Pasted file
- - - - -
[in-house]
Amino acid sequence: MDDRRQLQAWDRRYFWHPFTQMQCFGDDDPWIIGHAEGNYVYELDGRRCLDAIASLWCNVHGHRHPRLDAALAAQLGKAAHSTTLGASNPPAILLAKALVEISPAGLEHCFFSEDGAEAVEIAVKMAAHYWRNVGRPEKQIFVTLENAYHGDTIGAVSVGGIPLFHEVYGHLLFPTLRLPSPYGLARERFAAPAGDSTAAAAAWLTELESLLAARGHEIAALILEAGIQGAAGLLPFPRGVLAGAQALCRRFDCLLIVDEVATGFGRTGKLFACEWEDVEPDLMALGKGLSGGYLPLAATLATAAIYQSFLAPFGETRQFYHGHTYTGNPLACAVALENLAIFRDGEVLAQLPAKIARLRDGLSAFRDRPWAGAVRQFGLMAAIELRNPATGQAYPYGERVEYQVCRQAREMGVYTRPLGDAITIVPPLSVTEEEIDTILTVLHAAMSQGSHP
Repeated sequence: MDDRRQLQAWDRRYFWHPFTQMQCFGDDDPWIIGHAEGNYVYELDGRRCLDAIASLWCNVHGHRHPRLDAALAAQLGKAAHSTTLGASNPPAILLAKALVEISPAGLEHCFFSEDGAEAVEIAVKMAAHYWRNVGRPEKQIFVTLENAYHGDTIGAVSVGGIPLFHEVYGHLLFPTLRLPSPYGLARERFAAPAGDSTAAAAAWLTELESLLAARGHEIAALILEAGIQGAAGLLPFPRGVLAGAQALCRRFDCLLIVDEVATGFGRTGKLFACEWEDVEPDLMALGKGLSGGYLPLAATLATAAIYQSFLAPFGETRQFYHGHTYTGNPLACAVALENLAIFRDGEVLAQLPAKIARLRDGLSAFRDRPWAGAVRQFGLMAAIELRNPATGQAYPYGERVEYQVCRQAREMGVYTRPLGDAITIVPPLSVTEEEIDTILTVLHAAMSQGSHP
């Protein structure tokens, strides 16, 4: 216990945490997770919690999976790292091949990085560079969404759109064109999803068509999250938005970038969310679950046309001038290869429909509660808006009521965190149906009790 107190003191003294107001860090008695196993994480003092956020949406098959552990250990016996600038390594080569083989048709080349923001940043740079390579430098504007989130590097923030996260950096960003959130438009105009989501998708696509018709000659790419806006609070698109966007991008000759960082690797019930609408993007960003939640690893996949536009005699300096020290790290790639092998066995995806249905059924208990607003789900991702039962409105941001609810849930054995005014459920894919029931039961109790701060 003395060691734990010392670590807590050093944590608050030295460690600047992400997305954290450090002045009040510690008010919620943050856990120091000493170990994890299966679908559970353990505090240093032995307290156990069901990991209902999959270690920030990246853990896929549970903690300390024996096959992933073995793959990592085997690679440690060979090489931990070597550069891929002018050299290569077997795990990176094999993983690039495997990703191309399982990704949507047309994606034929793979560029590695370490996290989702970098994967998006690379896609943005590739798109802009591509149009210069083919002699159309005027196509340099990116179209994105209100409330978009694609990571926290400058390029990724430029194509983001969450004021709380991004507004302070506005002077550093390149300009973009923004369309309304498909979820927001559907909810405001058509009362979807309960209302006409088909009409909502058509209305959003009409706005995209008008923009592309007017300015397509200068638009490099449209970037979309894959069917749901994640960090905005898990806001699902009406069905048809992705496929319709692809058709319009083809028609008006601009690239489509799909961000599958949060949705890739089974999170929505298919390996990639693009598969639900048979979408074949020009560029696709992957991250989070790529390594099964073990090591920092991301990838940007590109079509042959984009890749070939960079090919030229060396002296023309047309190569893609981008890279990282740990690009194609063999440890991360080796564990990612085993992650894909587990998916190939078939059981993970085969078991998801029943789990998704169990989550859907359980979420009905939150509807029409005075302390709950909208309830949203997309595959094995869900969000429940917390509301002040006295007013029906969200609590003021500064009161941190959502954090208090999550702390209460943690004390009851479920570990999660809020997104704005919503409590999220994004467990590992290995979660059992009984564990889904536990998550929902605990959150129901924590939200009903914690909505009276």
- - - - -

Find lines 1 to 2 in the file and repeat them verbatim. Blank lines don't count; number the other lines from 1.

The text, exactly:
[in-house]
Amino acid sequence: MDDRRQLQAWDRRYFWHPFTQMQCFGDDDPWIIGHAEGNYVYELDGRRCLDAIASLWCNVHGHRHPRLDAALAAQLGKAAHSTTLGASNPPAILLAKALVEISPAGLEHCFFSEDGAEAVEIAVKMAAHYWRNVGRPEKQIFVTLENAYHGDTIGAVSVGGIPLFHEVYGHLLFPTLRLPSPYGLARERFAAPAGDSTAAAAAWLTELESLLAARGHEIAALILEAGIQGAAGLLPFPRGVLAGAQALCRRFDCLLIVDEVATGFGRTGKLFACEWEDVEPDLMALGKGLSGGYLPLAATLATAAIYQSFLAPFGETRQFYHGHTYTGNPLACAVALENLAIFRDGEVLAQLPAKIARLRDGLSAFRDRPWAGAVRQFGLMAAIELRNPATGQAYPYGERVEYQVCRQAREMGVYTRPLGDAITIVPPLSVTEEEIDTILTVLHAAMSQGSHP